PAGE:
or as sequences without repetition, terms that avoid confusion with the other, more common, meaning of "permutation". The number of such
is denoted variously by such symbols as
, and its value is given by the product
which is 0 when , and otherwise is equal to
The product is well defined without the assumption that
is a non-negative integer, and is of importance outside combinatorics as well; it is known as the Pochhammer symbol
or as the
-th falling factorial power
This usage of the term ''permutation'' is closely related to the term ''combination
''. A ''k''-element combination of an ''n''-set ''S'' is a ''k'' element subset of ''S'', the elements of which are not ordered. By taking all the ''k'' element subsets of ''S'' and ordering each of them in all possible ways, we obtain all the ''k''-permutations of ''S''. The number of ''k''-combinations of an ''n''-set, ''C''(''n'',''k''), is therefore related to the number of ''k''-permutations of ''n'' by:
These numbers are also known as binomial coefficient
s and are denoted by
Permutations with repetition
Ordered arrangements of ''n'' elements of a set ''S'', where repetition is allowed, are called ''n''-tuples
. They have sometimes been referred to as permutations with repetition, although they are not permutations in general. They are also called words
over the alphabet ''S'' in some contexts. If the set ''S'' has ''k'' elements, the number of ''n''-tuples over ''S'' is
There is no restriction on how often an element can appear in an ''n''-tuple, but if restrictions are placed on how often an element can appear, this formula is no longer valid.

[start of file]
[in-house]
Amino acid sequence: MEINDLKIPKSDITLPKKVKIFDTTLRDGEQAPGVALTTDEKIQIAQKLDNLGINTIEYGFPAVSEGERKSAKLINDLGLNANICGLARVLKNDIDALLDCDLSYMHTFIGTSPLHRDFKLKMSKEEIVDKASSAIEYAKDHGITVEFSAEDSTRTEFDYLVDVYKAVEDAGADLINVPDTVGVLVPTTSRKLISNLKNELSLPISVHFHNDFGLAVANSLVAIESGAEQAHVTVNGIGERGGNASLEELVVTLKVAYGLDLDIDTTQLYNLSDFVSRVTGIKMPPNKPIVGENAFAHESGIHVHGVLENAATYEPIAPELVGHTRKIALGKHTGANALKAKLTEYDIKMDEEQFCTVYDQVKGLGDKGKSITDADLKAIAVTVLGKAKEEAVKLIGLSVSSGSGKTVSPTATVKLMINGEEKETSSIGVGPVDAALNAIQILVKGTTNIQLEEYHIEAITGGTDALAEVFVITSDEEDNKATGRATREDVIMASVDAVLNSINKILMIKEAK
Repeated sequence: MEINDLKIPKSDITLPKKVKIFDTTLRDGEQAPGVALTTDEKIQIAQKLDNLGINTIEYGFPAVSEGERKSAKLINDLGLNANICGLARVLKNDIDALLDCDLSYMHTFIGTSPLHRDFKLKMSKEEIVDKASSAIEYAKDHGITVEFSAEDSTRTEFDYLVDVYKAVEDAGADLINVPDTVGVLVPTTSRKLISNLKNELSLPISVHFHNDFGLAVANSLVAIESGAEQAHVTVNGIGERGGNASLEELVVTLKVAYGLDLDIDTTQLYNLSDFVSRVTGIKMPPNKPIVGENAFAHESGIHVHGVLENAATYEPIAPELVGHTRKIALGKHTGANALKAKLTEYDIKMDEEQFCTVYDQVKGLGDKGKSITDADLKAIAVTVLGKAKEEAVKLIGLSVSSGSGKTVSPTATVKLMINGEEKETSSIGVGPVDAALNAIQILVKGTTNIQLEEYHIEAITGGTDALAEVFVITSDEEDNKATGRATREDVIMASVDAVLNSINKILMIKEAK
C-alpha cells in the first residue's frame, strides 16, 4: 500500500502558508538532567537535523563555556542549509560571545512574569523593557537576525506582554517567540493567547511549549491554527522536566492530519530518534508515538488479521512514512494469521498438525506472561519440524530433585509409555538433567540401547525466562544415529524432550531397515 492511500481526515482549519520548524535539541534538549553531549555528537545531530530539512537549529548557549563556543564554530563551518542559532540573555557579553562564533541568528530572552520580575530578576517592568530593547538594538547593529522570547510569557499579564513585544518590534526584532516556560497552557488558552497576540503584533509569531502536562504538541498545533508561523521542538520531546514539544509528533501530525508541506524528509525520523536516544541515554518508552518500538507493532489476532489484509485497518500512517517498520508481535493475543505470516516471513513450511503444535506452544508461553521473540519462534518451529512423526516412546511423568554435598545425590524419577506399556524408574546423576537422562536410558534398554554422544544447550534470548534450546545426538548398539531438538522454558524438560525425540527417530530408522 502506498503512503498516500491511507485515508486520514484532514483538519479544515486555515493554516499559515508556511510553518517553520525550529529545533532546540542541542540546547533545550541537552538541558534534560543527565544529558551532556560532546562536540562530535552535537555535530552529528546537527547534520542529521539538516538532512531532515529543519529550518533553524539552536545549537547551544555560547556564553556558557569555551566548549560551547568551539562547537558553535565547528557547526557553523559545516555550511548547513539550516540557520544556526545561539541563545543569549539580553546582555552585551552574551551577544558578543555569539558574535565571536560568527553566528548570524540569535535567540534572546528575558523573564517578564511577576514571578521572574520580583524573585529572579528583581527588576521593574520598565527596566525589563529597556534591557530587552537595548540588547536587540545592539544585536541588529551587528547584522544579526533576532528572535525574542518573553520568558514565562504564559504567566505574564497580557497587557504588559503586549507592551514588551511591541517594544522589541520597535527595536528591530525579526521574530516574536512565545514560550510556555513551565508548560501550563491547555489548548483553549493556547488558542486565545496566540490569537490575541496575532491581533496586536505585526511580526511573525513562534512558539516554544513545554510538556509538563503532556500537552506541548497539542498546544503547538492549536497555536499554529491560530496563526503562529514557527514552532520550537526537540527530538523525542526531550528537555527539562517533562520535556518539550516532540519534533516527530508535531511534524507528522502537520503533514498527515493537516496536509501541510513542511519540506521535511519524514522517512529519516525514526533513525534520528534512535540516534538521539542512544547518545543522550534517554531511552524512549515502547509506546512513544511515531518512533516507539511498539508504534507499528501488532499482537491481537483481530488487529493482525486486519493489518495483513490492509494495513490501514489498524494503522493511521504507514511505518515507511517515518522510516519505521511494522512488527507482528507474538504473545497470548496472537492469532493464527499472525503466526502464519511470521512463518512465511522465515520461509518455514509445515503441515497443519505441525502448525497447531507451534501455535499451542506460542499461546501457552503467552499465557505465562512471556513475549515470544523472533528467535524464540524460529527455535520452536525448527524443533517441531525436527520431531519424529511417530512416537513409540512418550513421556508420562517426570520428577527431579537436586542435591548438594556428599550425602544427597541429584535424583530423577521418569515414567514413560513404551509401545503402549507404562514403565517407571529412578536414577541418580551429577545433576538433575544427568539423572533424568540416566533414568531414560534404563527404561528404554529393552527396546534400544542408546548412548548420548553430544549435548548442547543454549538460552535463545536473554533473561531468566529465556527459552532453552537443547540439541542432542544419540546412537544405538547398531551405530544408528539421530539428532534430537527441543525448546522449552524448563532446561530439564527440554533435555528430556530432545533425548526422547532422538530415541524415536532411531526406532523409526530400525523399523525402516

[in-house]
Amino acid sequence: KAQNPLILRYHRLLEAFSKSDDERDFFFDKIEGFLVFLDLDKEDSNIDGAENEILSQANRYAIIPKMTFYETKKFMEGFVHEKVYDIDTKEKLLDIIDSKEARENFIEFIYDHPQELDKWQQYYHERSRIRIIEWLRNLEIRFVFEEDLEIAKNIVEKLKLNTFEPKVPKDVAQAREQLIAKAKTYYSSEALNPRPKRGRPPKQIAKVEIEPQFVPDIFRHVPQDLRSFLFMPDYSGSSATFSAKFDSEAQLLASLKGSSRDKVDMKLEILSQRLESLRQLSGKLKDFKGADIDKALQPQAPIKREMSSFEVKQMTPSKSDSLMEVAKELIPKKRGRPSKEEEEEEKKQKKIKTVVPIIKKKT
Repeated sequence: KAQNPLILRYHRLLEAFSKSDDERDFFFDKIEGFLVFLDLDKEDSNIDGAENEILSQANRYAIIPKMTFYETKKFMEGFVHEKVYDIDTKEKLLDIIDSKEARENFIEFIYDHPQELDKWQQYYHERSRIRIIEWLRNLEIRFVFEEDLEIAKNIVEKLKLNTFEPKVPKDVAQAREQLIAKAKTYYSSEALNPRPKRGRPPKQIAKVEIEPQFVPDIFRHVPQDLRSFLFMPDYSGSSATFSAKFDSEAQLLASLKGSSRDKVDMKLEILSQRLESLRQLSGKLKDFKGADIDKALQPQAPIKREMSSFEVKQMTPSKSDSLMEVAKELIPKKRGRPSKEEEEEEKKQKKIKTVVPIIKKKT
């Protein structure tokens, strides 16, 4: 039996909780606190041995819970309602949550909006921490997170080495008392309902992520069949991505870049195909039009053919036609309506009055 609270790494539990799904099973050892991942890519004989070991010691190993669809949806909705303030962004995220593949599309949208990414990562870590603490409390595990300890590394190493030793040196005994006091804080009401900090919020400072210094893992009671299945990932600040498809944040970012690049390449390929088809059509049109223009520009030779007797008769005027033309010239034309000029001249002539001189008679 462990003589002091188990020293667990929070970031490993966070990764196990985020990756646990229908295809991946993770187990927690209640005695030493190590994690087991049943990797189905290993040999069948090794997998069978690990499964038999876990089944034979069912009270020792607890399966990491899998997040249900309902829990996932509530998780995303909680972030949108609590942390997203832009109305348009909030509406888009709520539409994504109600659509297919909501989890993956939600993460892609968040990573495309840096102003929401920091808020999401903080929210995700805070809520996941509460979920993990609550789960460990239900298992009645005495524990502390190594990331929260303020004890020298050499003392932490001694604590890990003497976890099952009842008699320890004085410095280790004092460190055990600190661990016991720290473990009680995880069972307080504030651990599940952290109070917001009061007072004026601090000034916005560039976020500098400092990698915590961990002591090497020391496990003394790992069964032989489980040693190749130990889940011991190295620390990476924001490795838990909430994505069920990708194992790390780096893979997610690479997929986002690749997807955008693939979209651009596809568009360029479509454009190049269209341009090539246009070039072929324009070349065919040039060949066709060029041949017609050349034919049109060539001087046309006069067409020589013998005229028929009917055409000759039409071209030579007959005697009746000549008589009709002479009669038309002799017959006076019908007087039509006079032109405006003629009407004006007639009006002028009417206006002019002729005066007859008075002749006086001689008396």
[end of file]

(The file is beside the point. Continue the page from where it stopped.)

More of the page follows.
Permutations of multisets
If ''M'' is a finite multiset
, then a multiset permutation is an ordered arrangement of elements of ''M'' in which each element appears a number of times equal exactly to its multiplicity in ''M''. An anagram
of a word having some repeated letters is an example of a multiset permutation. If the multiplicities of the elements of ''M'' (taken in some order) are
and their sum (that is, the size of ''M'') is ''n'', then the number of multiset permutations of ''M'' is given by the multinomial coefficient
For example, the number of distinct anagrams of the word MISSISSIPPI is:
A k-permutation of a multiset ''M'' is a sequence of length ''k'' of elements of ''M'' in which each element appears ''a number of times less than or equal to'' its multiplicity in ''M'' (an element's ''repetition number'').
Permutations, when considered as arrangements, are sometimes referred to as ''linearly ordered'' arrangements. In these arrangements there is a first element, a second element, and so on. If, however, the objects are arranged in a circular manner this distinguished ordering no longer exists, that is, there is no "first element" in the arrangement, any element can be considered as the start of the arrangement. The arrangements of objects in a circular manner are called circular permutations. These can be formally defined as equivalence classes
of ordinary permutations of the objects, for the equivalence relation
generated by moving the final element of the linear arrangement to its front.
Two circular permutations are equivalent if one can be rotated into the other (that is, cycled without changing the relative positions of the elements). The following two circular permutations on four letters are considered to be the same.
4 3 2 1
The circular arrangements are to be read counterclockwise, so the following two are not equivalent since no rotation can bring one to the other.
4 3 3 4
The number of circular permutations of a set ''S'' with ''n'' elements is (''n'' – 1)!.
The number of permutations of distinct objects is !.
The number of -permutations with disjoint cycles is the signless Stirling number of the first kind
, denoted by .
The cycles of a permutation partition the set
so the lengths of the cycles of a permutation
form a partition
of ''n'' called the cycle type
. There is a "1" in the cycle type for every fixed point of σ, a "2" for every transposition, and so on. The cycle type of
is (3,2,2,1) which is sometimes written in a more compact form as 12231
The general form is